Porsche AG will stop offering diesel versions of its cars, marking the latest blow for the technology that has come under intense scrutiny by regulators and environmental groups.
Porsche will focus on gasoline, electric and hybrid vehicles because demand for diesel is declining, the Stuttgart, Germany-based manufacturer said in an emailed statement on Sunday.
For the sportscar manufacturer diesel “has traditionally played a subordinated role,” the statement said. “Porsche doesn’t condemn diesel. It is and remains an important powertrain technology.”
Diesel versions of cars like the brand’s Cayenne and Macan sports utility vehicles accounted for 12 percent of global sales last year, according to the statement.
Porsche halted sales of diesel cars in February amid a probe by German authorities into rigged engine-control software across parent Volkswagen AG. The sportscar unit used adopted diesel motors from VW group sister brand Audi that contained potentially illegal functions for pollution controls.
Germany’s motor industry watchdog found a software function in the 8-cylinder Cayenne EU5 model is breaching emission rules, Porsche Chief Executive Officer Oliver Blume told Bild am Sonntag in an interview. This affects 13,500 diesel cars in Europe. Porsche was forced by the regulator in May to recall almost 60,000 Cayenne and Macan diesel cars because of illicit engine functions.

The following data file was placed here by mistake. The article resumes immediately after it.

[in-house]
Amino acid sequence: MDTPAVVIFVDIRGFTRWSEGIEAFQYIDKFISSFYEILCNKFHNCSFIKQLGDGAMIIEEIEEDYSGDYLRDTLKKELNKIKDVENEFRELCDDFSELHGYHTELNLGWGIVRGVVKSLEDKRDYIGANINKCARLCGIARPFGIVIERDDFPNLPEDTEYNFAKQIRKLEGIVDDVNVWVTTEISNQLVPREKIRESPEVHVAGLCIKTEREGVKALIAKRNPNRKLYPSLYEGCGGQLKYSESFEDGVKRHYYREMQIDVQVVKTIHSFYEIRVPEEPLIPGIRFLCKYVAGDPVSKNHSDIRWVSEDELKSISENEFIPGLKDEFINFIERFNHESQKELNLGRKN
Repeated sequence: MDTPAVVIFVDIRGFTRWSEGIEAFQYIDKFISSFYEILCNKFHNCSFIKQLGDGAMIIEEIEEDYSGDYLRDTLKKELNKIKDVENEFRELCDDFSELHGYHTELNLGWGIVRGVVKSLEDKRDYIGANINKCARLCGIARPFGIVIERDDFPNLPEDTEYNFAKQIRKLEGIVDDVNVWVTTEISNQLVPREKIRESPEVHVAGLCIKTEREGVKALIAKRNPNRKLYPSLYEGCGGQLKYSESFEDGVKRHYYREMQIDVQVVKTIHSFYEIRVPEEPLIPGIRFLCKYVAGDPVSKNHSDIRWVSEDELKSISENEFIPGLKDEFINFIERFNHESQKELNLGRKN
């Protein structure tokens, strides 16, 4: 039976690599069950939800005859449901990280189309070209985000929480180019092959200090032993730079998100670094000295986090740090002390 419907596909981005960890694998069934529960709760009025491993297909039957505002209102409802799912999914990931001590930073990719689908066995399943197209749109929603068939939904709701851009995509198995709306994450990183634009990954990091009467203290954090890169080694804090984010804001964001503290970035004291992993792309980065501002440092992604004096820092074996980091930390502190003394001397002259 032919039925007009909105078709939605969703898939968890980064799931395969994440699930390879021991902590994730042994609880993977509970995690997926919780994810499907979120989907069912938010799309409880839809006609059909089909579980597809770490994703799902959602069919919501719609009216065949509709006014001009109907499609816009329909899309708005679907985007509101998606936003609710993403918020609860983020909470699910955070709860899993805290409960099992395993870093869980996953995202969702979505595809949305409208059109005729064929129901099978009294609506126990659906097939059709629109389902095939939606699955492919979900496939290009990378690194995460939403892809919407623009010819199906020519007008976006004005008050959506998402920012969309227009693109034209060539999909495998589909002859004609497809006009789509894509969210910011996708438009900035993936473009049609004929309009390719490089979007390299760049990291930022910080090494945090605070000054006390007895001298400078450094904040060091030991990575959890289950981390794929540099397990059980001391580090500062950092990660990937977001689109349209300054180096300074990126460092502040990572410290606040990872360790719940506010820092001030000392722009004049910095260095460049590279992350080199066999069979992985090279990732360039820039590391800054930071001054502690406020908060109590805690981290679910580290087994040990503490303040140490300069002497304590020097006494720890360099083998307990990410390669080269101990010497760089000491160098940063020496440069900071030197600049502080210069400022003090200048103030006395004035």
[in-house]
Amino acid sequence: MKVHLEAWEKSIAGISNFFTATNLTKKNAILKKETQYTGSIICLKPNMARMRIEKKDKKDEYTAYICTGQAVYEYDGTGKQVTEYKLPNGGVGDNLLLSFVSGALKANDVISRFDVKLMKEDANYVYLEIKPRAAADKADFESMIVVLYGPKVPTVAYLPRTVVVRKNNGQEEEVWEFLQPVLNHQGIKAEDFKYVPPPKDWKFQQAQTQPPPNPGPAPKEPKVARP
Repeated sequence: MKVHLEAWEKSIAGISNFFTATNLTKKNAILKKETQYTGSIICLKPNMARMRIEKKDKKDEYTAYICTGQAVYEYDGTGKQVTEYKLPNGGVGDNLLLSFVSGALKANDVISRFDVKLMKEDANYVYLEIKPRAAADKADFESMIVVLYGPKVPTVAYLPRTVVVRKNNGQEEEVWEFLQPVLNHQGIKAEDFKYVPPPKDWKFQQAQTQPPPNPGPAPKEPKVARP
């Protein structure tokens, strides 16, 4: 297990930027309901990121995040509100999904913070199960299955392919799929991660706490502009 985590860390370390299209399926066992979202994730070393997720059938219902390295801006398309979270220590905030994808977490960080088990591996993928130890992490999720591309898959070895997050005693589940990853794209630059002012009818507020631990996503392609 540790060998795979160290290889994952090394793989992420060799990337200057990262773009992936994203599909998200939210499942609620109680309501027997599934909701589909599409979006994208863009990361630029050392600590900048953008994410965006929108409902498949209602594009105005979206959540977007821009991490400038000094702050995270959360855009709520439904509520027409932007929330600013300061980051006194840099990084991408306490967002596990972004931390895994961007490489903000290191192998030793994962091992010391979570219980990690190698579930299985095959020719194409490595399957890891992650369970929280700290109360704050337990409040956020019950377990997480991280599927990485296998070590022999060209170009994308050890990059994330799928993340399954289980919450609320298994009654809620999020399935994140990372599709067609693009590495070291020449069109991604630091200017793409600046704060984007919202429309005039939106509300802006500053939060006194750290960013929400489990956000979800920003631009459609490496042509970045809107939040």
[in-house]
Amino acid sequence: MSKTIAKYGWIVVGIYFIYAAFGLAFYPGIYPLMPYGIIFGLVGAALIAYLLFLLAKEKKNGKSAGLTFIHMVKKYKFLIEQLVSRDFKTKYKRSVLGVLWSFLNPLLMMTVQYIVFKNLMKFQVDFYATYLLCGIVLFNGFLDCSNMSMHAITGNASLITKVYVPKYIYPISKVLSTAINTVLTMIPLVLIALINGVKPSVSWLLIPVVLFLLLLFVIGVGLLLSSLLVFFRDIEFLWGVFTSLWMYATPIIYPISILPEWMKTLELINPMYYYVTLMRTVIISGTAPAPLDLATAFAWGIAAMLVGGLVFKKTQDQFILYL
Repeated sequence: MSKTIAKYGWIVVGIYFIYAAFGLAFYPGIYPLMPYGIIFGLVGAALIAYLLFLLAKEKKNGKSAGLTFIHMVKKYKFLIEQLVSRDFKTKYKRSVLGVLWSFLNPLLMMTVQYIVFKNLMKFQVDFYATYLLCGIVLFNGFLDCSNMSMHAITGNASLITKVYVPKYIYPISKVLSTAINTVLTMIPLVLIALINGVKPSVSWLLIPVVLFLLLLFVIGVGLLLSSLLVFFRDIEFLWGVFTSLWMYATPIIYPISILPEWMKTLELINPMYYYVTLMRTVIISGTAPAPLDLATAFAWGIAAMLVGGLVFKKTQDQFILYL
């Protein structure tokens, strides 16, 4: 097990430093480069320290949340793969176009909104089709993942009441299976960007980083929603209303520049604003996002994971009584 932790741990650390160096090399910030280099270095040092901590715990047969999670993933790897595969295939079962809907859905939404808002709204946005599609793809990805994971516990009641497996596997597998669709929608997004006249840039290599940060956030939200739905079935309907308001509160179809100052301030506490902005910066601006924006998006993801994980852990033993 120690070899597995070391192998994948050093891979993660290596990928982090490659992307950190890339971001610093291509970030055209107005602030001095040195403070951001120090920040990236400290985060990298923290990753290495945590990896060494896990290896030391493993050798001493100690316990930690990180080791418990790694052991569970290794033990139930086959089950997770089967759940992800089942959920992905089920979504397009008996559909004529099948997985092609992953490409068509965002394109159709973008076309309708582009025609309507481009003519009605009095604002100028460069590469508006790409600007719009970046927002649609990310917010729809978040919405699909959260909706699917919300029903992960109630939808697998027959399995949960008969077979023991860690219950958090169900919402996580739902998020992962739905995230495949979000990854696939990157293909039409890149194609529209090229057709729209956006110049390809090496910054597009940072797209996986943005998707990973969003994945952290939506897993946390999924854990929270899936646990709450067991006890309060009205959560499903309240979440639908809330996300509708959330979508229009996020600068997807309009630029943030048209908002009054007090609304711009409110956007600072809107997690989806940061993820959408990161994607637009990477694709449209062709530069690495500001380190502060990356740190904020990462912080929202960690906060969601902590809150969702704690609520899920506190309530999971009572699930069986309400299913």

Porsche said its hybrid cars are becoming increasingly popular, with about 63 percent of buyers of the four-door Panamera coupe in Europe opting for the partly electric version. The company will introduce the Taycan model next year, the brand’s first fully-electric sportscar based on the Mission E concept vehicle.
German Chancellor Angela Merkel and Transport Minister Andreas Scheuer plan to meet top officials of the country’s auto industry in Berlin later on Sunday to discuss how to meet air quality standards in cities. Recent court rulings in Germany stipulating that older diesel cars should be banned from certain areas have caused uncertainty among car buyers.